from The American Heritage® Dictionary of the English Language, 5th Edition.

  • noun A dramatic entertainment, usually performed by masked players representing mythological or allegorical figures, that was popular in England in the 1500s and early 1600s.
  • noun A dramatic verse composition written for such an entertainment.

from The Century Dictionary.

  • See mask.

from the GNU version of the Collaborative International Dictionary of English.

  • noun A mask; a masquerade.

from Wiktionary, Creative Commons Attribution/Share-Alike License.

  • noun archaic (in 16th-17th Century England & Europe) A dramatic performance, often performed at court as a royal entertainment, consisting of dancing, dialogue, pantomime and song.
  • noun archaic Words and music written for a masque.
  • noun archaic A shortening of the word masquerade.
  • noun Archaic form of mask.
  • verb Archaic form of mask.

from WordNet 3.0 Copyright 2006 by Princeton University. All rights reserved.

  • noun a party of guests wearing costumes and masks


from The American Heritage® Dictionary of the English Language, 4th Edition

[French; see mask.]

from Wiktionary, Creative Commons Attribution/Share-Alike License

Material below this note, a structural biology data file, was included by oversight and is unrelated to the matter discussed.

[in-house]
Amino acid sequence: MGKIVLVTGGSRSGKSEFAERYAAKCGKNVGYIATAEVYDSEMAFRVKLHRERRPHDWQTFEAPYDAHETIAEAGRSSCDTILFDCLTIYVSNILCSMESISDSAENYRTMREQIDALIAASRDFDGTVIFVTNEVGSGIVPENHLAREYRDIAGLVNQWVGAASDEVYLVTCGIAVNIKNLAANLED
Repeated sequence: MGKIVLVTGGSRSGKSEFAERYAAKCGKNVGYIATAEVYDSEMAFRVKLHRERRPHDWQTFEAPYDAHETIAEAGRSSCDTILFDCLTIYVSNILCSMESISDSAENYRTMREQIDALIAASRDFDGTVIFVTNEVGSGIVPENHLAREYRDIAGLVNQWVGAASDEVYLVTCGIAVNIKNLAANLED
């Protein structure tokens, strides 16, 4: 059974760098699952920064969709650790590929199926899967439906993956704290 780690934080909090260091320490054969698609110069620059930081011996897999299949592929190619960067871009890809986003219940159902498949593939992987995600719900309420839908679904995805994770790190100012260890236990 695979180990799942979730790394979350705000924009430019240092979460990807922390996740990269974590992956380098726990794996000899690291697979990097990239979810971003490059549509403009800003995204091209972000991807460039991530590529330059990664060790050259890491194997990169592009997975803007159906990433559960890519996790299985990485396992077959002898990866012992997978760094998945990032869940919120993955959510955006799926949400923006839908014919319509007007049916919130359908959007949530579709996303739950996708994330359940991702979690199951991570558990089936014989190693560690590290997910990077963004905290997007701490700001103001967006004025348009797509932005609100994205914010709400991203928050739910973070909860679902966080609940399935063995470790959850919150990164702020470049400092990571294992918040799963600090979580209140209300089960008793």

Borrowing from French masque.


Help support Wordnik (and make this page ad-free) by adopting the word masque.



Log in or sign up to get involved in the conversation. It's quick and easy.

  • A spectacular indoor performance combining poetic drama, music, dance, song, lavish costume and costly stage effects favored by European royalty in the 16th and early 17th centuries. Disguised members of the court played the roles of mythological characters and enacted simple allegorical plots. At the end of the performance, the cast would remove their masks and dance with members of the audience.

    See anti-masque.

    September 18, 2009

  • Edgar Allan Poe's story "The Masque of the Red Death" was one of my favorites in school.

    September 18, 2009

  • When Britain first, at heavens's command,

    Arose from out the azure main,

    This was the charter of the land,

    And guardian angels sung this strain:

    "Rule, Britannia, rule the waves;

    Britons never will be slaves."

    from Alfred: A Masque by James Thomson (1700-1748)

    September 25, 2009